The Association of the U.S. Army (AUSA) took on the theme of “Building the Army of 2030” at its 19th Annual Meeting and Exposition. Held at the Walter E. Washington Convention Center in the nation’s capital from Oct. 10-12, the event is the largest annual land warfare exposition in North America.
Hosted by AUSA, a nonprofit educational and professional development association serving the Army and supporters of national defense, the event attracts more than 33,000 people and more than 700 GovCon and defense marketing exhibitors in five halls throughout the 2.3 million-square-foot convention center.
New this year was AUSA CyberWorld, which joined experts in all things cyber in a fast-paced series of presentations. It featured demonstrations, debates and thought leadership on today’s biggest cyber concerns, including cybersecurity and cyberwarfare.
The Army announced a new contract worth up to $1 billion to support migrating systems to the cloud. Called the Enterprise Application Migration and Modernization (EAMM) contract, it’s multi-award, multi-vendor and will start in the second or third quarter of the current fiscal year.
“This is going to become the easy button for the Army to actually move to the cloud,” Army Chief Information Officer Raj Iyer said. “Because right now, what’s happening is even when we have commands that want to move to the cloud today, there is not one contract that they can go to move to the cloud. So they’re doing a lot of shopping. [They’ve] got to go to multiple contracting centers to go find the right vehicle and then when they go there it takes them nine months before they actually get on contract.”
The goal with this contract, he added, is to award a task order within four weeks.
The announcement came a day after the service set forth a new 15-page cloud plan, which incorporates zero trust, a cybersecurity framework that is gaining traction governmentwide and which requires authentication and authorization of all users.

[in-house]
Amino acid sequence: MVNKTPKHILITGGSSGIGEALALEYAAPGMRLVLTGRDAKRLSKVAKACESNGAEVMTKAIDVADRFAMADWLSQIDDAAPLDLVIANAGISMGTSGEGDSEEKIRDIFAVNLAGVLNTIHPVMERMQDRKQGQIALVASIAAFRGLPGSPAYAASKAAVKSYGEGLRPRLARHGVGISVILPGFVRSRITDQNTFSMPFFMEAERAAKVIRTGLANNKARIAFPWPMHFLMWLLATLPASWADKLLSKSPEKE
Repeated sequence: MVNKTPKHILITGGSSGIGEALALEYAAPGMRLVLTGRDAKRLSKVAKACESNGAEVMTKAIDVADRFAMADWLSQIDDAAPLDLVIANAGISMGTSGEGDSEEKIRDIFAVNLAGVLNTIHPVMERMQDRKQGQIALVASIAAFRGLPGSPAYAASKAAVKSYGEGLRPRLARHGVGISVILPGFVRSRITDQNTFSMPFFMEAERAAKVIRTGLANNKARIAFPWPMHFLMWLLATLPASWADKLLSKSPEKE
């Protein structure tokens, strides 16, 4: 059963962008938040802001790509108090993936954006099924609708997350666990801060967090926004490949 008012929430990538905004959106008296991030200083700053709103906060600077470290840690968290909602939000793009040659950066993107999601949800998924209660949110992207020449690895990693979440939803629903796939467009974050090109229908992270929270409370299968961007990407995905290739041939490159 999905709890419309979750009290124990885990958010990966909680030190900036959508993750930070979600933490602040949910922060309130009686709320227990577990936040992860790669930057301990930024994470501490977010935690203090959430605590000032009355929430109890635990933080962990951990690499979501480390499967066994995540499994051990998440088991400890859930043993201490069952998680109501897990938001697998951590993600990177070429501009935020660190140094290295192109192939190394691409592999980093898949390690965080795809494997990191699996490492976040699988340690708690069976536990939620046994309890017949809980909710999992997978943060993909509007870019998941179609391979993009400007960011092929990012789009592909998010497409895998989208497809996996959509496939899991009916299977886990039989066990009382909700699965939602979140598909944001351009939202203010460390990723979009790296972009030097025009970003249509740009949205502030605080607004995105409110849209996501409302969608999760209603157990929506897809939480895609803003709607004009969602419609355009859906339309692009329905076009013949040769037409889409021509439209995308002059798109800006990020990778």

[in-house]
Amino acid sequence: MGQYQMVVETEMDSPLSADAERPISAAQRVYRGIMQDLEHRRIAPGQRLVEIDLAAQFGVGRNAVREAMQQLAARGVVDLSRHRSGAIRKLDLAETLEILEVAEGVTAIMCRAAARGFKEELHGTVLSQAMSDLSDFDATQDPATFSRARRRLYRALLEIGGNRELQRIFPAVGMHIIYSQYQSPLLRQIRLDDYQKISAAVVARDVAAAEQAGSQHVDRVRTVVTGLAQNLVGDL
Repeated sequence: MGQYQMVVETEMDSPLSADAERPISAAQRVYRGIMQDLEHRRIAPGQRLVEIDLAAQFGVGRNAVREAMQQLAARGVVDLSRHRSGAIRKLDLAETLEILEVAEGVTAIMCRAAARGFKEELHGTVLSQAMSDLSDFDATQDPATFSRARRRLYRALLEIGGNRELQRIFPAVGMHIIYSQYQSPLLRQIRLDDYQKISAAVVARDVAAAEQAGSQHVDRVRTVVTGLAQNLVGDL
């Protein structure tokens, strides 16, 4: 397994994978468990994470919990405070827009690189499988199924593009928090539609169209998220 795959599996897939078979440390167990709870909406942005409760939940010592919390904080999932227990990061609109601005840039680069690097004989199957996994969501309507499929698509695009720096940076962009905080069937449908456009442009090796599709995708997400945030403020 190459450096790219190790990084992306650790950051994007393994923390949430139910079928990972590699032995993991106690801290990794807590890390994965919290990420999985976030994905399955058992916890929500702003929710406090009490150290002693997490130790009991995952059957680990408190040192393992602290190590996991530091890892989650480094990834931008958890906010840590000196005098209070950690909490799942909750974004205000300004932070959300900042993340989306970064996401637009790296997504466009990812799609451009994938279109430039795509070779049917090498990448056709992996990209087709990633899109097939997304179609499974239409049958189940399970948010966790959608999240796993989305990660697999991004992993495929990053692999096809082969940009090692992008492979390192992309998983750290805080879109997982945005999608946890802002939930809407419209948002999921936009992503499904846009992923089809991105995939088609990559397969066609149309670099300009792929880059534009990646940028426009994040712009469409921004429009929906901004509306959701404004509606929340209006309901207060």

In fact, officials at the conference said that Army cyber forces must keep up with evolving threats. One of the biggest challenges is the speed at which threats move, said Lt. Gen. Maria Barrett, Army Cyber Command commanding general.
“We can use the traditional intelligence sources, but there’s a plethora of information out there that also enables us to see further,” she said.
Additionally, officials emphasized the importance of data and analytics with another plan that has four short-term and seven long-term objectives, one of which includes delivering software and decision analytics faster to outpace adversaries.
Electronic vehicles and drones got plenty of attention at this year’s conference. For the former, the Army plans to field hybrid-drive tactical vehicles by 2035 and fully electronic ones by 2050, a shift that will not only make the service more environmentally friendly, but more effective, said Doug Bush, assistant Army secretary for acquisition, logistics and technology.
“We’ll have the ability for the Army to [have] vehicles with enough electric power not just to be silent watch and use less fuel, but also to have things like directed energy weapons on them – lasers, high-powered microwaves and electronic warfare kits – all across the battlefield,” Bush said.
With drones, the Army is seeking industry input on how to deploy intelligence, surveillance and reconnaissance payloads on very high-altitude drones (unmanned aerial vehicles that fly higher than 60,000 feet).
The idea is to get stratospheric-sensing technologies “and then how we build sensor technologies that are resilient to this future environment,” said Mark Kitz, Army program executive officer for intelligence, electronic warfare and sensors.
“Our strategy has three layers and a foundation: the space layer, optimizing what we can get from government or commercial things on orbit; an aerial layer that includes manned and unmanned platforms from the stratosphere to the mid- to high-altitude layer that is optimized with sensors for a high-end adversary to the ground layer; and the terrestrial layer where we need sensing at echelon,” added Lt. Gen. Laura Potter, Army deputy chief of staff for intelligence, G2.
Unmanned systems are also a threat, as indicated by the conflict between Russia and Ukraine.
Those threats are varied, ranging from sophisticated, long-range cruise missiles to off-the-shelf quadcopters, said Maj. Gen. Sean A. Gainey, director of the Army’s Counter-Unmanned Aircraft Systems Office. An effective approach is a layered approach, he added, naming kinetic, electronic, directed energy and microwave systems.
Overall, the military’s joint command is not prepared to quickly launch operations in the Arctic should that become necessary as the situation in Russia and Ukraine escalates, said Air Force Gen. Glen VanHerck.
“More than 50% of my AOR [area of operations] is in the Arctic. Yet we’re not organized, trained and equipped to be able to operate in that Arctic environment in a timely manner,” VanHerck said.
We look forward to celebrating two decades of AUSA’s Annual Meeting and Exposition in 2023 to learn more about how the Army addresses current and future challenges with innovation. (Relive AUSA 2021 and 2019 through our eyes.)